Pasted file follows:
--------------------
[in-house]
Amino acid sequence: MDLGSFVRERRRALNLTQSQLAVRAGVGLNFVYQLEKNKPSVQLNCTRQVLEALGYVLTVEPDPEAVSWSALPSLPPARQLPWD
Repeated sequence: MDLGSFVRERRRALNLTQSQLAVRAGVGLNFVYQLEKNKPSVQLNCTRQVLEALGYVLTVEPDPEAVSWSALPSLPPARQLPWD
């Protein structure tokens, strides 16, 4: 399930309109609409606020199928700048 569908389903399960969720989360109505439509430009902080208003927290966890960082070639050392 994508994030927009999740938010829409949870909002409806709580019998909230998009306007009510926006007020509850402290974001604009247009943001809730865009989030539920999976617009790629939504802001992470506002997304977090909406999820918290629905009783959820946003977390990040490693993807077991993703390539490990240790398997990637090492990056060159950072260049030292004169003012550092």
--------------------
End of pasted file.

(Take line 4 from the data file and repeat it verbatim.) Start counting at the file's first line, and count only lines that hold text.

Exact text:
């Protein structure tokens, strides 16, 4: 399930309109609409606020199928700048 569908389903399960969720989360109505439509430009902080208003927290966890960082070639050392 994508994030927009999740938010829409949870909002409806709580019998909230998009306007009510926006007020509850402290974001604009247009943001809730865009989030539920999976617009790629939504802001992470506002997304977090909406999820918290629905009783959820946003977390990040490693993807077991993703390539490990240790398997990637090492990056060159950072260049030292004169003012550092």